The treatment of nystagmus depends on the underlying cause and severity of the condition. In some cases, treatment may not be necessary if the nystagmus does not significantly affect vision or quality of life. However, if treatment is necessary, options may include:

Treating any underlying medical conditions

If nystagmus is caused by an underlying condition, such as a neurological disorder or a medication side effect, treating the underlying condition may improve or resolve the nystagmus.

Corrective lenses

Glasses or contact lenses may be prescribed to improve vision and reduce eye strain, which can sometimes help improve nystagmus.

Vision therapy

This type of therapy involves eye exercises and other techniques designed to improve eye muscle control and reduce the severity of nystagmus.


In some cases, medications may be prescribed to help control the involuntary eye movements associated with nystagmus.


Surgery may be considered in cases of nystagmus that are severe and significantly impact vision, or in cases where the nystagmus is caused by a structural abnormality that can be corrected surgically.

It's important to note that nystagmus is a complex condition, and treatment options may vary depending on individual factors such as the type and severity of nystagmus, age, overall health, and other underlying conditions.

An optometrist or ophthalmologist can help determine the most appropriate treatment plan based on an individual's specific needs.

"The way that nystagmus affects vision varies from person to person but it doesn’t lead to total loss of sight."

Living with Nystagmus

Living with nystagmus can be challenging, but there are steps that can be taken to help manage the condition and improve quality of life. Here are some tips for living with nystagmus:

Get regular eye exams

Regular eye exams can help detect changes in vision and eye health and can help ensure that corrective lenses or other treatments are providing adequate support.

Practice good eye care

Maintaining good eye hygiene, such as keeping eyes clean and avoiding eye strain, can help reduce symptoms of nystagmus and improve overall eye health.

Make adjustments to daily routines

Simple adjustments to daily routines, such as sitting closer to the board in a classroom or avoiding bright lights, can help reduce symptoms of nystagmus and make it easier to perform daily tasks.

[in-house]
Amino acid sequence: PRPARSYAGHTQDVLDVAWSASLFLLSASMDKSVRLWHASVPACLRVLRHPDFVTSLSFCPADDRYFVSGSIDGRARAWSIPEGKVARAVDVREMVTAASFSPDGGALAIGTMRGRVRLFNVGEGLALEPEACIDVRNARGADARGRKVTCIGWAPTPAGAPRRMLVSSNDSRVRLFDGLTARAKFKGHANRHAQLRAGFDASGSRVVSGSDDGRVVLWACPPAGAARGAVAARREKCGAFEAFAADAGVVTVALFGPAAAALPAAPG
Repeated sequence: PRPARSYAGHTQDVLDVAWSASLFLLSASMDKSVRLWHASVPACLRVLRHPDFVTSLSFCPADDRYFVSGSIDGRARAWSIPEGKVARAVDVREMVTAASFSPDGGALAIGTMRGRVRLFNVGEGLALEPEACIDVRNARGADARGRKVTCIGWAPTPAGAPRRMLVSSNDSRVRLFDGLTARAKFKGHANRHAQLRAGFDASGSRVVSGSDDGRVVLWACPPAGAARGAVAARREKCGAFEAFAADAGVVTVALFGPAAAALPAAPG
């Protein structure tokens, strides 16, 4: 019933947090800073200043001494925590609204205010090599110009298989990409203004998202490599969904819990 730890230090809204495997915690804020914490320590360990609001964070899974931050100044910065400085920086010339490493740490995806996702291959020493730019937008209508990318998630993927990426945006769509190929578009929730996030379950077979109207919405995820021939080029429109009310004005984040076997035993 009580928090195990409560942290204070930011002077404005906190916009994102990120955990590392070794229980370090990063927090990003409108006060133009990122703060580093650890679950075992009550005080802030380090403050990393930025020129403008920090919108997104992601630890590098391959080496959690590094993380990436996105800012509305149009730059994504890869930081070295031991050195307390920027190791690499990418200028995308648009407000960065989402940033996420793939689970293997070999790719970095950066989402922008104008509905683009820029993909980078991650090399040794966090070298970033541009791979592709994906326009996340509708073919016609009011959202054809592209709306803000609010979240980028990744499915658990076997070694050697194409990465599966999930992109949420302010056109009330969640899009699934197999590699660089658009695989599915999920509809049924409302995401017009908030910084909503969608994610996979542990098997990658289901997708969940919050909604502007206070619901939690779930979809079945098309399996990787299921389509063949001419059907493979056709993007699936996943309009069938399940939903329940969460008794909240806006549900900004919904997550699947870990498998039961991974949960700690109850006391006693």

Seek support

Joining a support group or connecting with others who have nystagmus can provide emotional support and helpful tips for managing the condition.

Use assistive technology and other aids

Assistive technology, such as speech-to-text software or magnification software, can help make it easier to read and perform other tasks. Additionally, using large-print materials or wearing sunglasses can help reduce eye strain and improve vision.

Assistive technology, including screen magnifiers, screen readers and accessible book readers can help people with nystagmus navigate daily life in comfort. These tools can make it easier to read, write, study and use technology.

Whatever your experience is with computers, Dolphin assistive technology can help.

Take care of overall health

Maintaining a healthy diet, exercising regularly, and managing stress can all help improve overall health and reduce symptoms of nystagmus.

It's important to remember that everyone's experience with nystagmus is different, and what works for one person may not work for another. Working with an optometrist or opthalmologist can help identify the best strategies and treatments for managing nystagmus on an individual basis.


Where to find more information about Nystagmus

Nystagmus NEtwork

Nystagmus Network

UK charity providing advice and support for people with nystagmus and their families. The Nystagmus Network also raises awareness and raises funds for research into Nystagmus.

Visit Nystagmus Network >

GOSH logo

Great Ormond Street Hospital for Children

To find out more about nystagmus in babies and children and learn about treatment in the UK, visit the Great Ormond Street website. 

Visit GOSH website >

AOA logo

American Optometric Association (AOA)

The leading authority representing more than 48,000 doctors of optometry, optometric professionals and optometry students.

Visit AOA website >

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How Dolphin assistive technology can help you live with Nystagmus

How Dolphin makes a difference

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If you are blind or partially sighted, Dolphin assistive technology helps you maintain your independence. We have developed specialist software, specifically for people experiencing sight loss.

For over 35 years, we have made a difference to the lives of millions of people who are blind or partially sighted. Dolphin software includes screen magnification and screen reading technology, book reading apps and easy to use computer programs. These work to help people with sight loss to work or study, to complete tasks independently at home, to access the internet and read all the information on a computer screen.

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SuperNova is a range of assistive technology for people who are blind or partially sighted. SuperNova provides exceptional magnification, screen reading and braille support and enables you to explore your computer screen. 

Choose the edition that suits your vision:

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  • SuperNova Magnifier & Screen Reader
  • SuperNova Enterprise